Blog: Frank Heijckmann (follow-up)

Uncertain times….what can we expect?


Last month I wrote about the probability of a solar panel price increase during Q3 and Q4. There were more and more signs that something was about to happen, the only questions were when and how big the impact would be.

Now the answer is more clear. Silicon prices have risen sharply, causing wafers to rise in price. As a result, cell prices have risen, causing the price of panels to rise sharply. Unfortunately that’s not the only thing. We see that many solar panel manufacturers are sold out for this year and therefore there is pressure on availability. So partly due to external factors (explosion at GCL factory and floods at the Tongwei factory) prices are rising and then on top of that comes the increasing world demand, which has created an explosive cocktail.

You might think there’s a plan behind it, because this kind of bad luck is a bit of a coincidence. However I am not a conspiracy thinker, so let’s stick to the facts. Prices likely are going to rise for a while and availability is tighter. How could this develop in the coming months? I see two possible scenarios:


Scenario 1

It is expected that Tongwei has its silicon plant up and running again in a few weeks and GCL’s plant should be fully operational again from mid-September. After this, it is expected that the price of silicon starts to fall. However, it takes about 3 months for silicon to be processed from wafer to cell and then to module. So a drop in silicon prices today is seen in the module price after a few months. In other words, if I am right that the price of silicon begins to fall from mid-September, we start to benefit from this beginning with January deliveries.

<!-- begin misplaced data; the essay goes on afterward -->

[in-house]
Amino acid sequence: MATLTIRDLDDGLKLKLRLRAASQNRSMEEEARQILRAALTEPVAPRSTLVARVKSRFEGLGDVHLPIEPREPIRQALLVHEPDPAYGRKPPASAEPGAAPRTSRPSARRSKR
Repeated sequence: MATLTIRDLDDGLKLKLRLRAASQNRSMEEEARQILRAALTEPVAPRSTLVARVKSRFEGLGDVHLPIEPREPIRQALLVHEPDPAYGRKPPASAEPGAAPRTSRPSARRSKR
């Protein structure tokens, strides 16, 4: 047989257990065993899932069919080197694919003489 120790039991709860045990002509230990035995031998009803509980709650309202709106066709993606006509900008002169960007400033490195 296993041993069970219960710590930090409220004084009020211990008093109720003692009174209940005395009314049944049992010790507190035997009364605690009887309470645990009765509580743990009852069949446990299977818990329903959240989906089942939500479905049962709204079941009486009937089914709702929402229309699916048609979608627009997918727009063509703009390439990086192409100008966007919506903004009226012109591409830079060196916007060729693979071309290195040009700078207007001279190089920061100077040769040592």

Scenario 2

A second scenario is that from November this year there could be some extra availability (although at higher prices). This has to do with us seeing cancellations of contracts between solar manufacturers and Chinese developers (often large scale utility projects). Manufacturers must raise their prices in spite of contracts made, because of the rising cell prices. In some cases, the Chinese developers can bear this increase, but in other cases they cannot. The question is what will happen to the production slots if the developers cancel? Selling for higher prices in Europe could be a trade-off. This could bring some extra capacity into Rotterdam. Of course the price should certainly be higher than today.


In both scenarios, prices likely will not fall for the time being and there should be a tightening to a greater or lesser extent. The question is will we go back to the price level of June this year? My cautious forecast is that this cannot happen until March 2021 at the earliest. Only from the production after Chinese New Year (February 2021) do I see the potential for prices falling back to the old level. Of course March is still a long way off. Predicting what will happen in six months is accompanied by a high degree of uncertainty. In any case, let us make sure we are as prepared as possible!


Frank Heijckmann

Founder PVO International